Cramer's new face of activism—follow this one

Visitors sit at the Qualcomm pavilion at the Mobile World Congress in Barcelona, Spain last month.
Simon Dawson | Bloomberg | Getty Images

In the old days, Jim Cramer expected that when the news of a stock like Qualcomm didn't get a key contract for Apple's next iPhone, the stock would go down. Investors would shudder at the thought of dealing with Qualcomm and sell it with the thought that another stock should be bought.

But those were the old days of investing.

Qualcomm lost its contract with Apple, and on Tuesday Jana Partners pressured Qualcomm to spin off its wireless chip business in order to unlock value. In the old days of investing, hedge funds would have rang the register on the stock and ran. Now the tables have turned, and an activist such as Jana comes knocking at the door. It pointed out that Qualcomm's problem was never the Apple contract, it was the company's corporate structure.

Cramer thinks there are two reasons why this development is a big deal. First, if Apple had given Qualcomm the deal, then no one would be questioning its corporate structure.

Second, Jana clearly thought that Qualcomm would be worth the effort if it was up for a bid with one of the largest contracts out there. Jana didn't say that they would only want to work with a winner, not a loser.

"There are no real losers in the real world. There are only companies with lots of cash who win good business and others with lots of cash who lose good business but have strong balance sheets and simply aren't able to figure out how to bring out the value of their enterprise," Cramer said.

What Cramer loves about an activist like Jana is that the concept of just selling or giving up is foreign to these activists. There is no worry that management has seen the idea already or hasn't already thought of it.

Cramer has seen this new approach to activism when Jana managed to bring out enormous value in stocks like Walgreens and McGraw Hill. He therefore suspects that Qualcomm's management will have to follow Jana's wishes, because ultimately it will send the stock higher, and they don't want to purposefully send the stock lower.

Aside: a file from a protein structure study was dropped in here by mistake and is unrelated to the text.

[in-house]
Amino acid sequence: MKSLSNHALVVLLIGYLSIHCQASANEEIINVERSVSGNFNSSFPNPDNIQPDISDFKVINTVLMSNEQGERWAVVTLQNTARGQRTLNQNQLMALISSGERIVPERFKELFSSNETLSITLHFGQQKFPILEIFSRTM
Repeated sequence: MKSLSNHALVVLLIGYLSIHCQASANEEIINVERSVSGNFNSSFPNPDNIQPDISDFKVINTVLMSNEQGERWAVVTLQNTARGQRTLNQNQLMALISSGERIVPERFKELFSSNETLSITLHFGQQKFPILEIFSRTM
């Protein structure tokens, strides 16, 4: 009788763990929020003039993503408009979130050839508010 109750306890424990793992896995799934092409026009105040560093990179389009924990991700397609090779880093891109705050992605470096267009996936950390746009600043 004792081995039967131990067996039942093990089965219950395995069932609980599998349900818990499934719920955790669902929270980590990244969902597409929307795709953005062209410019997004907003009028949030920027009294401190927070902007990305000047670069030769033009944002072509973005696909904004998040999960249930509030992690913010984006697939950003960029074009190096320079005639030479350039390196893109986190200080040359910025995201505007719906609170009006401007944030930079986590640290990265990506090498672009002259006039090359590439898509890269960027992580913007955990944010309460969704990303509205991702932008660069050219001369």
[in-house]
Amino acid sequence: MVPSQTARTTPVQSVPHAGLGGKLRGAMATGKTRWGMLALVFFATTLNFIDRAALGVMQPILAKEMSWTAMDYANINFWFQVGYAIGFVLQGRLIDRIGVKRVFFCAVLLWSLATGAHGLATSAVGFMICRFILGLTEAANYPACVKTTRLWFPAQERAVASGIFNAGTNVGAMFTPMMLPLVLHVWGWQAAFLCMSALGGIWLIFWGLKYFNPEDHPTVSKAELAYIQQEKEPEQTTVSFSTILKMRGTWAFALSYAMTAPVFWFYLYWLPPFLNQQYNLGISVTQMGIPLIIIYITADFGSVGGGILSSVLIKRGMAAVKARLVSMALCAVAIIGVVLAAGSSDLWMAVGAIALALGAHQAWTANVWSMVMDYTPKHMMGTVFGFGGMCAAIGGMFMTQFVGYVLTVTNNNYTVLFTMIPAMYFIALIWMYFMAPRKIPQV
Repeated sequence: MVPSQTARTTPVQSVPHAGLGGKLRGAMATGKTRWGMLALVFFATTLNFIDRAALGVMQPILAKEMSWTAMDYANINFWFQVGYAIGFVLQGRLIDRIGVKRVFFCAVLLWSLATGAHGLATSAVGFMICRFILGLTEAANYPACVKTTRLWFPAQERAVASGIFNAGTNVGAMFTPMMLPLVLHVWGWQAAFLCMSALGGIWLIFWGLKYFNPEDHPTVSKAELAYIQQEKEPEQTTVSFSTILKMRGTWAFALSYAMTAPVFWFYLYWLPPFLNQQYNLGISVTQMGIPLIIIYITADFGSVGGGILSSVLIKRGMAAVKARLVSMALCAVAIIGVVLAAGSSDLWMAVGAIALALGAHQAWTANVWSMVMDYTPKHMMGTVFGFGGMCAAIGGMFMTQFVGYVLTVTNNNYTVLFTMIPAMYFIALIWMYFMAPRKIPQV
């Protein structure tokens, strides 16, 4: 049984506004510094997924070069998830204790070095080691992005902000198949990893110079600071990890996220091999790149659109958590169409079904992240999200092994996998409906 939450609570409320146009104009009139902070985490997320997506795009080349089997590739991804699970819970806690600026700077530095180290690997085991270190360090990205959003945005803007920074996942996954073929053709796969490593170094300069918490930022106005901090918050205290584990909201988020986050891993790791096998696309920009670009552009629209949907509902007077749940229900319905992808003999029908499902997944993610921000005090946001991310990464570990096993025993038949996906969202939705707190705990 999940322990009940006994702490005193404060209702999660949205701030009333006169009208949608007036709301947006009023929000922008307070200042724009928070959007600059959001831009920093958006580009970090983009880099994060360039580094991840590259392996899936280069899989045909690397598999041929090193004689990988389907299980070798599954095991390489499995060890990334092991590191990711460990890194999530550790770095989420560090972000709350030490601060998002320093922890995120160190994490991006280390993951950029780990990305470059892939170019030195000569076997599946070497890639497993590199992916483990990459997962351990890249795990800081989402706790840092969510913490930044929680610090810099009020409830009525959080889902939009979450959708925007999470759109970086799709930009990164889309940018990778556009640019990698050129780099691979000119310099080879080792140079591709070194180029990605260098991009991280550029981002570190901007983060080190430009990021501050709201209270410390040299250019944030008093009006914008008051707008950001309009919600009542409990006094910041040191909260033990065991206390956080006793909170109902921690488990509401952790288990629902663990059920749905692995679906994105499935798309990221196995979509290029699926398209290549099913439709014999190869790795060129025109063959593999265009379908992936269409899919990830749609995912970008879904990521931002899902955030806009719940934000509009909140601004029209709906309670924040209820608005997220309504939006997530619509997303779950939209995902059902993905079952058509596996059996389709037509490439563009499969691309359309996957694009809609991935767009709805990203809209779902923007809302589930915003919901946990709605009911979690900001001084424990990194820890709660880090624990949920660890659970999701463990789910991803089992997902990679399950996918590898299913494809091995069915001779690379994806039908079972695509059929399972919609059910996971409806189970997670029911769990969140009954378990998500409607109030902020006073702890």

It's a win-win for Jana.

So why doesn't every shareholder think like Jana?

Cramer suspects that it is because when a company screws up, most money managers accept that they made a mistake and move on. It is also because many hedge funds, mutual funds and pension funds are just interested in making a small change versus the benchmark, and then move on.

They never dream that they could make a significant change if they just used their power as a big shareholder to pressure management. Ultimately, an activist like Jana has its place in the world of investing.

Read more from Mad Money with Jim Cramer
Cramer Remix: I fear this financial
Cramer: Don't dare invest without these
Cramer game plan: Getting in on Buffett's top bank

"Jana is as much about refusing to be a faux index fund as it is about the notion that might makes right—meaning the might of the balance sheet," Cramer added.

Cramer thinks that Jana's track record is strong enough that it is worth following them. And after it takes a bite out of Qualcomm, only good things could be in store down the road.

Questions for Cramer?
Call Cramer: 1-800-743-CNBC

Want to take a deep dive into Cramer's world? Hit him up!
Mad Money Twitter - Jim Cramer Twitter - Facebook - Instagram - Vine

Questions, comments, suggestions for the "Mad Money" website?